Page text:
I was comfortable buying 2 lots at US$0.735 having calculated its intrinsic value to lie between US$0.55 to US$0.77 based on different growth and discount rates. The current price now of US$0.77 is below its IPO price of US$0.88 per share. The dividend yield is estimated to be 6.23%, which is more than the top 25% of dividend players.
The main risk with this REIT is currency exchange related. The US tax code that governs dividend payouts is for now not an issue (see Financial Horse's article on this, https://financialhorse.com/keppel-kbs-us-reit/).
A month ago, I began to look into Fortune REIT. It is an excellent REIT with an A score. Its DPU and NPI yield growth has been on the increase over the past 10 years. Its future cash flow has also exceeded its distribution payout the past 10 years, a fact which emphasises the manager's prudent financial management. Its gearing ratio is below 25%, giving it approximately HK$13 billion which could be used to fund yield-accretive acquisitions. Absolutely fabulous! See GingWen's article on Fortune REIT (https://www.probutterfly.com/blog/does-fortune-favour-fortune-reit).
One of its assets, Kingswood property at the Tin Sui Wai and Yuen Long area is currently going through asset enhancement. This value-added revamp has the potential to attract tenants such as gaming stores, boutiques and speciality restaurants that appeal to a younger demographic, making Fortune Kingswood a new 'retail-tainment' centre. The REIT is expected to perform even better after the completion of the AEI of Fortune Kingswood, with overall NPI increasing further.
E-commerce is not quite a threat to Fortune REIT as more than half of Fortune's tenants provide services (restaurants and catering) which cannot be replaced by e-commerce. Fortune's properties are all located close to housing areas, catering to residents, and making the REIT more resilient to the volatile retail market. Fortune's properties are mainly sub-urban malls and as such, are not dependent on tourists' spending (unlike malls in the Tsim Sha Tsui area).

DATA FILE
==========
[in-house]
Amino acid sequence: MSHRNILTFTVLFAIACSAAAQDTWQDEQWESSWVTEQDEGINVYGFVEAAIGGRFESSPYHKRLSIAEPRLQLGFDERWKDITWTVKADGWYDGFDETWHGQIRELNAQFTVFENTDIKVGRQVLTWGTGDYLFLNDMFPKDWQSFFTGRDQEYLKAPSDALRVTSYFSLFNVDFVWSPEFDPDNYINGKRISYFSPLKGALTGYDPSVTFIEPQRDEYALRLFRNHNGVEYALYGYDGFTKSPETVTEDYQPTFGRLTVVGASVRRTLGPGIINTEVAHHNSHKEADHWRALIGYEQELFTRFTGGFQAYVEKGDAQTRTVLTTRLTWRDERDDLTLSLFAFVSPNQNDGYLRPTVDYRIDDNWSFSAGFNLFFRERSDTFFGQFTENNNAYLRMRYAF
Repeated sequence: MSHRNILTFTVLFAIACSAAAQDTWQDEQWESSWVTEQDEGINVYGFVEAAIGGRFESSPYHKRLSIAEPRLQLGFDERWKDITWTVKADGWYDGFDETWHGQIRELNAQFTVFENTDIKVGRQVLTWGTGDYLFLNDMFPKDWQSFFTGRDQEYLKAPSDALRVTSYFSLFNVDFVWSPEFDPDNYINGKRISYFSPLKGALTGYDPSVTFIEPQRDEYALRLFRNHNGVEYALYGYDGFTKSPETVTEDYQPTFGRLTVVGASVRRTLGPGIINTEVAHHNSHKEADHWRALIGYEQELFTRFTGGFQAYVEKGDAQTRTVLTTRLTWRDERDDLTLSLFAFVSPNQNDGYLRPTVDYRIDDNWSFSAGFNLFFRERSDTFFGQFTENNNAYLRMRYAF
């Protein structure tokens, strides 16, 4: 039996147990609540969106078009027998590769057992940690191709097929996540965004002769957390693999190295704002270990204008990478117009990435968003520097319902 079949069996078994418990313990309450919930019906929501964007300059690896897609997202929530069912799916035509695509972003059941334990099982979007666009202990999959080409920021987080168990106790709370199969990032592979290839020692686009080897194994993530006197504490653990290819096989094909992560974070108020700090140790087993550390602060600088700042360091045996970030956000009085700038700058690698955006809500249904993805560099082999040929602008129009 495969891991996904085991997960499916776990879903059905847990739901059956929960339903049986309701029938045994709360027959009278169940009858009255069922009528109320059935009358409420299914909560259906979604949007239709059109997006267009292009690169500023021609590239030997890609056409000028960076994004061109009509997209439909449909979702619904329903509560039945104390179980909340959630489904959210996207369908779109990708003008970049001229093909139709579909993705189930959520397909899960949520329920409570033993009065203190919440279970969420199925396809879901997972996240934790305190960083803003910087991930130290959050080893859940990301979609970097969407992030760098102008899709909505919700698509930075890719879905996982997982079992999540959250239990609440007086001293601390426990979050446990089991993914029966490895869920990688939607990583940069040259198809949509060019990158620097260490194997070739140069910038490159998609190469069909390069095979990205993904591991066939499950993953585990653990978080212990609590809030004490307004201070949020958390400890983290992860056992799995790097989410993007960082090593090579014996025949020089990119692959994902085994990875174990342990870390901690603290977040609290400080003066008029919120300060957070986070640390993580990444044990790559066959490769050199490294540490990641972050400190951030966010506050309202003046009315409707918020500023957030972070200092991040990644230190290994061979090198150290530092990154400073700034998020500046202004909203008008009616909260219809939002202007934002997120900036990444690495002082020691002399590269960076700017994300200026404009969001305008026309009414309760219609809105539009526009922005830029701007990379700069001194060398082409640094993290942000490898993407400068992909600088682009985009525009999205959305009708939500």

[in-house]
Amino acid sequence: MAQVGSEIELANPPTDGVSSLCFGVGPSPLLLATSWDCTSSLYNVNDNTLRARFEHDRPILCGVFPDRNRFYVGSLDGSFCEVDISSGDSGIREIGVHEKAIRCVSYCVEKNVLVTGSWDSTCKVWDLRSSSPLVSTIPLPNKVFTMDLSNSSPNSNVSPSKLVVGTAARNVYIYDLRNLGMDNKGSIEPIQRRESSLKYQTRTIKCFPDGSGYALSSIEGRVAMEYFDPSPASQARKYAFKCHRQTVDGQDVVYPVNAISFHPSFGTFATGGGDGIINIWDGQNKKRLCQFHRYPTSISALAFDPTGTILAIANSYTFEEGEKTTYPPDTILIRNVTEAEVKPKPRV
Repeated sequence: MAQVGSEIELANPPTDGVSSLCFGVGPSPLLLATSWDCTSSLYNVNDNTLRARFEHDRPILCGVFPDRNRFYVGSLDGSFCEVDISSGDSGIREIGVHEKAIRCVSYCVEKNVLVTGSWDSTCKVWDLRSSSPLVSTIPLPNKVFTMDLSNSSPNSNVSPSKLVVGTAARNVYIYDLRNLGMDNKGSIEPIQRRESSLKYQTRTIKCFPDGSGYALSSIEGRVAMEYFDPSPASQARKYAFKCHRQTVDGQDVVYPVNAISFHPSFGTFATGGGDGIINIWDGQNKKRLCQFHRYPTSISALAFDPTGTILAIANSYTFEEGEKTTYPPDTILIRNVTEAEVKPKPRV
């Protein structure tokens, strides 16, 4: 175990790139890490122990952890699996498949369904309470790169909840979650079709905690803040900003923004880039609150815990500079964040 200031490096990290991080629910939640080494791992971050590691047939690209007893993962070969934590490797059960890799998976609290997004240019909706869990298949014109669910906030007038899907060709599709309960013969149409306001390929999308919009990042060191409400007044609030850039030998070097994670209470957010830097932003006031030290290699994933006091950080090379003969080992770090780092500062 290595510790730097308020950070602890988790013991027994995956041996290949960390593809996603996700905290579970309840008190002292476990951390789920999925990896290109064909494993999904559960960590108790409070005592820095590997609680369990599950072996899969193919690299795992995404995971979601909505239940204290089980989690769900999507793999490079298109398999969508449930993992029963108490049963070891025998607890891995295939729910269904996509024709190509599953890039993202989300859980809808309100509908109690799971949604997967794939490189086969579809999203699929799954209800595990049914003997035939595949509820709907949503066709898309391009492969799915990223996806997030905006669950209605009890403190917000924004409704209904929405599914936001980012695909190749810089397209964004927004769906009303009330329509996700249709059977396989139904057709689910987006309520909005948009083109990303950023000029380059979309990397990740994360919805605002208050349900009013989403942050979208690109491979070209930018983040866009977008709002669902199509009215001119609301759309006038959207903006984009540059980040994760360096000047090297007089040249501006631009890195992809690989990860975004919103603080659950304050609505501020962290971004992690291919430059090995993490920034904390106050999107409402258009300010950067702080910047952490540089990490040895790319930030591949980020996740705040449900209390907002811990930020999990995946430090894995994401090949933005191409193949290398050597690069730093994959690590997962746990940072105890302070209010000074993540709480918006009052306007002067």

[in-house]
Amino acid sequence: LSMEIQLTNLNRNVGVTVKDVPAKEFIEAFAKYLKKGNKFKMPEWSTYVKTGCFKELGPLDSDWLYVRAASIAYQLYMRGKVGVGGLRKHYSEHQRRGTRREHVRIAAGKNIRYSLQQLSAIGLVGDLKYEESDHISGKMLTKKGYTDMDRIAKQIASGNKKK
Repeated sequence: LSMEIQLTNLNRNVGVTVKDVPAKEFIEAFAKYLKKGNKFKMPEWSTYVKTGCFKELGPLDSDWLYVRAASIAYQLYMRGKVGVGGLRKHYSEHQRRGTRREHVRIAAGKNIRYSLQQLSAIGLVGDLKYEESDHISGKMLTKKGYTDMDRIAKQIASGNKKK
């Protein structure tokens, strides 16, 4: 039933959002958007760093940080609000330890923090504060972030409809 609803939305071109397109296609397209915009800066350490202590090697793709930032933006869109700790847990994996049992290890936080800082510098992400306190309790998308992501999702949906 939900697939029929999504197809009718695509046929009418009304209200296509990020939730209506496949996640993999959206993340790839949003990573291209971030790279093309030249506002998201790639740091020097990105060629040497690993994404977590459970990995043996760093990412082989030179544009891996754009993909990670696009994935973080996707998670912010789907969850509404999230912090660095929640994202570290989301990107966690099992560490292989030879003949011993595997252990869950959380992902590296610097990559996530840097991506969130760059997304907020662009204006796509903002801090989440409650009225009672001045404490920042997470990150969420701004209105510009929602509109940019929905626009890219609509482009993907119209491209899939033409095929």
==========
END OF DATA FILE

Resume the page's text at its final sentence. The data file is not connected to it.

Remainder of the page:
Fortune is now within fair value range (HK$10.55 to HK$11.48), and I was only able to buy it at HK$10.80 on the HK exchange. Bummer. Fortune is currently seeking a voluntary delisting from SGX, given its thin trading liquidity in Singapore and desire to eliminate admin overheads and costs involved in complying with SGX's regulations. The dividend yield is not particularly high at about 4.9%, and I'm gunning for capital appreciation of this REIT. The main risk with Fortune is also exchange rate exposure.
Time for a portfolio performance review. The very first one, for period 10/2018 to 06/2019.
I started investing in stocks in October last year. Thus far, for the past 9 months, it has been an exhilarating ride.
Total value of portfolio: $52361.
Total value of cash: $12460
I'm still a novice when it comes to investing, and I have so much to learn. I have attended some talks but not any courses. Maybe I should just do that. Until I find the opportunity to do so, I shall continue to read and brush up my knowledge on the market, research on stock tips, and learn from the wisdom and mistakes of others.